Solar for Utility Inflation: How Solar Power Stops the Cycle
In part one of this two-part blog series, we went over some basics on what’s known as utility inflation and its impact on electricity prices. Said prices have been consistently rising across the board in recent years based on several factors, some of which we already went over and some of which we’ll touch on here – but those who have installed solar panels and transitioned to a reliance on solar power can escape this cycle.
At Intermountain Wind & Solar, we’re here to help. We perform a variety of both commercial and residential solar panel installations and related services, including use of the Tesla Powerwall battery backup that allows you to remove your reliance on your local power grid for your energy. Today’s part two of our series will look at a couple additional factors that tend to play a role in electrical pricing changes, plus how solar power protects you from the risks of these costs.
Prices by Customer Type
Generally speaking, electricity prices from major utilities are highest for residential and commercial consumers. This is because it costs the most to distribute electricity to them, as there are so many locations power has to be sent to.
Industrial consumers, on the other hand, are easier to supply for. They use more electricity and receive it at higher voltages, all to central locations. For this reason, prices are closer to wholesale for industrial centers, while they tend to be higher for consumers like you.
Prices by Locality
In addition, where you live plays a role in your electrical costs for a normal utility setup. Prices can range incredibly widely here, from as low as the 7.5-cent per kilowatt range all the way up to nearly 30 cents per kilowatt – though this latter range is rare, and mostly for states like Hawaii where electrical generation is especially unique.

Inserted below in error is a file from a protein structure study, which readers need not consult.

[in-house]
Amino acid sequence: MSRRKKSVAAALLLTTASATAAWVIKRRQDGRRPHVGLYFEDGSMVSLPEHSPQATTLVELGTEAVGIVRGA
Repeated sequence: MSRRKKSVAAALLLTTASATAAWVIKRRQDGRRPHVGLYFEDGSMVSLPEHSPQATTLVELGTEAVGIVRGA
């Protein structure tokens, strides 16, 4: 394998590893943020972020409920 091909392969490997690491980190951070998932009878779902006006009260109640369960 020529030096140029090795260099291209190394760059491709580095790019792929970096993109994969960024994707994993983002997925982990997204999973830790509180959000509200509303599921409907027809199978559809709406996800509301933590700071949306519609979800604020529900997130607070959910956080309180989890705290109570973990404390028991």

Protecting Yourself With Solar
As you’ve seen to this point, there are numerous factors that may impact your electrical costs – and several you have basically no control over, too. Luckily, though, solar power presents a fantastic alternative that helps you get out of this cycle. Not only does going solar eliminate your reliance on utility electrical needs, it will also make your bill more predictable each month, a huge asset for many home or building owners.
As an example, we’ll assume the previous rate of about a 3% annual rise to grid electrical costs holds over the next several years. We’ll also use the average of $1,411 annual cost for the typical US home for their electricity needs. This means that if you buy a solar panel system to cover all your electrical needs, you will have $1,411 saved by the end of the year – and the following year, that amount will be $1,452, and so on as it rises each year. Now, you will have to factor in up-front costs for obtaining the solar panel system of course – but over the course of a 30-year period, you can save upward of $30,000 on your electrical costs, easily enough to recoup your initial costs many times over.
For more on how solar power helps you escape the cycle of utility inflation, or to learn about any of our solar panel installation, repair or related services, speak to the staff at Intermountain Wind & Solar today.